“CONSTITUTING AMERICA” SERIES ON CONGRESSIONAL HISTORY
Since the Roman Senate, there has always been a need for a smaller group of Members to focus on details before actions are considered by the entire assembly. This is a better use of time, as Members are not equally interested or versed in every topic under consideration.
Committees to support the legislative process in America’s colonies started in the House of Burgesses in Williamsburg, Virginia in 1642.
The drafting of America’s Declaration of Independence was the act of a committee.
On May 15, 1776, the Second Continental Congress unanimously passed a resolution calling on all thirteen colonies to form governments representing colonial interests independent of the British Crown. Congress then authorized the drafting of preamble explaining the reasons for and purposes of this action. On June 11, 1776, Congress appointed a “Committee of Five” to draft this “declaration”. John Adams, Benjamin Franklin, Thomas Jefferson, Robert Livingston, and Roger Sherman were appointed.
In the past, Appropriations Committees met to build the case for spending public funds. Administration witnesses made their case for spending. Appropriation Committee Members made their alternative case, opposing or supporting what the Administration witnesses proposed. Oversight reports and hearings guided spending and reforms.
What should occur is a dialogue designed to align Congressional intent, and Executive Branch actions. Representative government is fundamental to validating public spending.
What should emerge is legislation filled with spending numbers. Supporting these numbers should be a narrative, in the public hearing record and committee reports, building a compelling case for how and why public finds are being spent, or not spent.
None of this happen anymore. Few, if any Appropriation bills pass. Concurrent Resolutions or Omnibus spending bills are generated at the last moment to meet spending deadlines. Political expediency, not representative government, drives the legislation.
In 2015, there were 128 House Appropriation hearings prior to marking-up legislation. In 2016 there were only 88. The House listened to 253 Administration witnesses, but only seven of the 73 Inspector Generals. No one from the Government Accountability Office (GAO) was involved. No one from private oversight groups, documenting government waste and abuse, were heard.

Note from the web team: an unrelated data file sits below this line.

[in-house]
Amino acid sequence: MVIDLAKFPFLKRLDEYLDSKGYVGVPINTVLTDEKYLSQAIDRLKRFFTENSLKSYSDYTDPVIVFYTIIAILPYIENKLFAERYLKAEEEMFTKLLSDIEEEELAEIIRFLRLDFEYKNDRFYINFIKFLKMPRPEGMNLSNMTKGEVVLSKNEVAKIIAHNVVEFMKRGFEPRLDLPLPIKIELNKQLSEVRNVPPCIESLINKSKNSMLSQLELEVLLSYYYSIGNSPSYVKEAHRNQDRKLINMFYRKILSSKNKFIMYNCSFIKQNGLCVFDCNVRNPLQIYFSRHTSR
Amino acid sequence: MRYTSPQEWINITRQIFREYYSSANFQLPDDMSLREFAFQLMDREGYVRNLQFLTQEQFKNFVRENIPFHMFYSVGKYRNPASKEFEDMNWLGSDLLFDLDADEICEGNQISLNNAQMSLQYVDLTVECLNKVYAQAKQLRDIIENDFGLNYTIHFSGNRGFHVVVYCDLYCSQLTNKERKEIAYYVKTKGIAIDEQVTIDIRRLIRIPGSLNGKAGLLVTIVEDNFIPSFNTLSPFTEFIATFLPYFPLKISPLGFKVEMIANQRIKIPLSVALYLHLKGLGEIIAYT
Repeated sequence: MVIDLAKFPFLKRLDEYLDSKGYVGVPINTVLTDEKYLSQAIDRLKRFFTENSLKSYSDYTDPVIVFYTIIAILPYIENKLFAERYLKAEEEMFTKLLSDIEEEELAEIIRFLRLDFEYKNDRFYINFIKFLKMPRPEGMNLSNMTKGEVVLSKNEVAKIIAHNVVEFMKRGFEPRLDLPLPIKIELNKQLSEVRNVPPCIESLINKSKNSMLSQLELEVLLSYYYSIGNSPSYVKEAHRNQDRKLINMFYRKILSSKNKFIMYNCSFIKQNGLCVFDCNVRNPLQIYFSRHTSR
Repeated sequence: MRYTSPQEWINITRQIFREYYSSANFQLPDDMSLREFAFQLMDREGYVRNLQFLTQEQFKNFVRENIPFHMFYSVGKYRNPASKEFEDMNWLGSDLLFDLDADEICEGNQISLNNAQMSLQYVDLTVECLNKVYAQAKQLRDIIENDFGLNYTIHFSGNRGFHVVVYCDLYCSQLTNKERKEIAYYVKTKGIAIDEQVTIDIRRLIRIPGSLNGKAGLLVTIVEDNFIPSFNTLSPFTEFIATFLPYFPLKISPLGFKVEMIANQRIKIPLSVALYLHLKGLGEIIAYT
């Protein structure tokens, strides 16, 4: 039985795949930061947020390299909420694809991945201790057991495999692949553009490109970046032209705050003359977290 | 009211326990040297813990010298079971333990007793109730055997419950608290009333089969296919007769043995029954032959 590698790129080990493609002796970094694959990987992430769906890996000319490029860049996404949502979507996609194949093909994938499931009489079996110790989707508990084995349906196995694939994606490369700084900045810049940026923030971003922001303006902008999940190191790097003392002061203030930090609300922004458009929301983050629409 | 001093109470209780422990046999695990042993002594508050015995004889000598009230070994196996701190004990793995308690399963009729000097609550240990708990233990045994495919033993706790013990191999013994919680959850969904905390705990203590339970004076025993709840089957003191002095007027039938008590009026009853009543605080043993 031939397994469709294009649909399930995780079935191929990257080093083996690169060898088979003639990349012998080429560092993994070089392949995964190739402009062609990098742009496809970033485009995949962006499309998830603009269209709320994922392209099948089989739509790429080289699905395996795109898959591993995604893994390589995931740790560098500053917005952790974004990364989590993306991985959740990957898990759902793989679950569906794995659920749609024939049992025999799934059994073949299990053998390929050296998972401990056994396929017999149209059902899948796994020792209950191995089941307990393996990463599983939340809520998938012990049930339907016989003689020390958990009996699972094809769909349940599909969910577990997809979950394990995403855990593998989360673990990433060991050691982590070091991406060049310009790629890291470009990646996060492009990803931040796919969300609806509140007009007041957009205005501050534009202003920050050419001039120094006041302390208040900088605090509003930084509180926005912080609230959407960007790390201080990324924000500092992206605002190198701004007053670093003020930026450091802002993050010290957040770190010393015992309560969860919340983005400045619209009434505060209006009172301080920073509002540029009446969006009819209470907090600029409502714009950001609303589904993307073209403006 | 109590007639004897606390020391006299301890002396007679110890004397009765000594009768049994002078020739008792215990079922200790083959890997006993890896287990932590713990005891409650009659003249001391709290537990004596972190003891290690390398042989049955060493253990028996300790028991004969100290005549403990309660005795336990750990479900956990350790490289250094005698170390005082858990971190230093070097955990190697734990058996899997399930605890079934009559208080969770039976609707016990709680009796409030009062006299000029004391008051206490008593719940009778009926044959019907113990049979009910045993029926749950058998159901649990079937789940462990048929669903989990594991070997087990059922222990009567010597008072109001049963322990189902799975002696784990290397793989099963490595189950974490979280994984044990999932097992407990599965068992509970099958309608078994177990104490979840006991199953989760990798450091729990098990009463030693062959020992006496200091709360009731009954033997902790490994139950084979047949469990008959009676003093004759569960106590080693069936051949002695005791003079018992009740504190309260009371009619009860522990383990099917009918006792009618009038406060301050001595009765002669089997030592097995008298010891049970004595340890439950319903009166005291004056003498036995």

It gets worse. In the 1980s and 1990s, Appropriation hearings lasted three or more hours. Hearings in 2016 averaged 77 minutes. When you factor in the opening remarks from the Chair and Ranking Member and the opening statement of the main witness, less than 25 minutes were devoted to questioning witnesses at each hearing. Very few Members attend or participate.
House Committees broadcast their hearings online and archive them as podcasts. None of the 47 Senate Appropriation hearings were broadcast or archived. The public only knows that three Inspector Generals appeared, and there was no one from the GAO or government watchdog groups. The public remains uninformed as to what 121 Senate witnesses had to say beyond the text of their prepared remarks. Senators’ questions are also a mystery.
Congressional hearings, the embodiment of representative government, are deteriorating. This undermines the carefully crafted balancing of powers in the U.S. Constitution.
Representative government means its elected officials must do their duty. Even “boring” management oversight is important, especially to taxpayers concerned about how their hard earned money is spent.